Town - The new Cricket
South Africa (CSA) leadership is under pressure and on the
ropes, and it has nothing to do with anything happening on the
This time, last year, Haroon Lorgat had
one goal: to launch the first ever T20 Global League.
It was a tournament designed to
lure international players, an international audience and international
investors and it was to be South Africa’s glamorous answer to the IPL and Big
Cashing in on the T20 gravy train
is a party that South Africa was years late to, but this was a way of keeping
players in the country and, ultimately, secure the long-term financial success
of the sport.
It didn't work out that
Lorgat was ousted as CEO, and
just days later Thabang Moroe and the CSA board binned the Global League. The
absence of a dedicated broadcaster and concerns over the product’s financial
sustainability were cited as the reasons, and Lorgat's allegedly flawed
financial model ultimately cost him his job.
Moroe flexed his muscles as
acting CEO and, under his leadership, CSA set about relaunching the tournament
in 2018. Instead, the wheels have fallen off and this T20 journey looks
destined to end a write-off.
The tournament has been reduced
from eight teams to six, a ground-breaking equity partnership with SuperSport
was announced and then embarrassingly rescinded and, most importantly, we are
still no closer to knowing how this competition will work or what it will look
There are no owners, no host
cities, no players, no fixtures, no broadcast deals, no sponsors and, to make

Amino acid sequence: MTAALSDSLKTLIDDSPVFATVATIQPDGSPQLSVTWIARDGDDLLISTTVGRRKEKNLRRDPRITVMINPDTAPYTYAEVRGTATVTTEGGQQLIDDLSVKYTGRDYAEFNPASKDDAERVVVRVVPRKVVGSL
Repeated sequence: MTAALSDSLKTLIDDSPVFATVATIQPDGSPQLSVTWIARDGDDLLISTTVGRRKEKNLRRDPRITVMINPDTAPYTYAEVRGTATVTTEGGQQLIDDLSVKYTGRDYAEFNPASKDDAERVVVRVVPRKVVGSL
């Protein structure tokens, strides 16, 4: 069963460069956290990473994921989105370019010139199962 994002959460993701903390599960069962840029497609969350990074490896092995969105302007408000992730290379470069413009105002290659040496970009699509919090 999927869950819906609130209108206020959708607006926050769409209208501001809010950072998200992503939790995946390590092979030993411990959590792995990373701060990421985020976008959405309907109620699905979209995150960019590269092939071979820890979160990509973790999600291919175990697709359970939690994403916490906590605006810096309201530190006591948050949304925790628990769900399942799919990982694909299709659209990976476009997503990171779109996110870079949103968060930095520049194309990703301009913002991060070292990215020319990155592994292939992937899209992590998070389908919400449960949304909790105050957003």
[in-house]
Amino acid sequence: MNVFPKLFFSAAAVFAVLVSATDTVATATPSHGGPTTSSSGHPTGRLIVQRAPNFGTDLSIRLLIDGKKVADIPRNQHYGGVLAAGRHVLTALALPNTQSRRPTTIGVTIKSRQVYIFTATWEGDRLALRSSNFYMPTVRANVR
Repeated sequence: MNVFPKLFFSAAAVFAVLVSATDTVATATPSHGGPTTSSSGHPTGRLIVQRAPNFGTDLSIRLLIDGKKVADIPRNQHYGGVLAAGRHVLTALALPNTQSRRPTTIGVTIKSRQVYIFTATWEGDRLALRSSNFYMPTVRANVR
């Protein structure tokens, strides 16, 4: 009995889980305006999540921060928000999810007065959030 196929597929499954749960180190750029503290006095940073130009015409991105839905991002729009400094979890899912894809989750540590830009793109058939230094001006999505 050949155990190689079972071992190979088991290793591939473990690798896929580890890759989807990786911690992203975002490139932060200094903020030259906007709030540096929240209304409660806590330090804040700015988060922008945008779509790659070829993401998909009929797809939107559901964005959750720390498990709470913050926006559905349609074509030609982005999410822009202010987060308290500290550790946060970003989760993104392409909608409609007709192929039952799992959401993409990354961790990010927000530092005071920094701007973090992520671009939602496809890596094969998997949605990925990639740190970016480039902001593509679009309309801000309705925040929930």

matters worse, several of the previous owners have threatened legal action
against CSA for how they were treated in the restructuring of the tournament.
It would take a small miracle for
Moroe and CSA to pull this off from here.
A final decision will be made by
mid-September at the latest, but that is only three weeks away and there is
simply too much to do in too little time.
Looking at where the Lorgat
administration was at this time, last year helps put things into
While the Global League had its
own concerns, it had still ticked some very important boxes by now.
The owners of all eight
franchises had been unveiled (seven of them were foreign) and all had committed
to pumping money into the communities of their host cities.
A player draft had also secured
some major names in the cricketing world with AB de Villiers, Dale Steyn, Kevin
Pietersen, Chris Gayle, Eoin Morgan, Brendon McCullum, Lasith Malinga and
Kieron Pollard the headliners.
There was also a full, confirmed
Sadly, the 2018 model is yet to
get out of first gear.
The Global League has proved to
be nothing but a headache for CSA since the very beginning, and there is no
immediate remedy in sight.
On Monday afternoon, CSA received
another blow when it was confirmed that Sunfoil had ended its seven-year long
partnership as a major sponsor of the sport in the country.
Sunfoil had taken ownership of
all home Test matches as well as the domestic four-day competition; a major
relief to CSA given the global struggles of the game’s longest formats.
Now, with a month to go until the
start of the 2018/19 domestic season, CSA has only one title sponsor for its
three premium domestic competitions.
Momentum will continue backing
the 50-over tournament, but the four-day competition as well as the domestic
T20 tournament, formerly called the RAM SLAM T20 Challenge, go in without any
CSA say they are at advanced
stages in securing a replacement for Sunfoil.
Time will tell if that is the
case, but it doesn't detract from the fact that the new leadership under Moroe
is in a hot mess.
Somewhere, Lorgat must be sitting
feet up, watching this disaster unfold one sorry chapter at a time.
Lloyd Burnard is a
journalist at Sport24 and the former Sports Editor of The Witness newspaper ...
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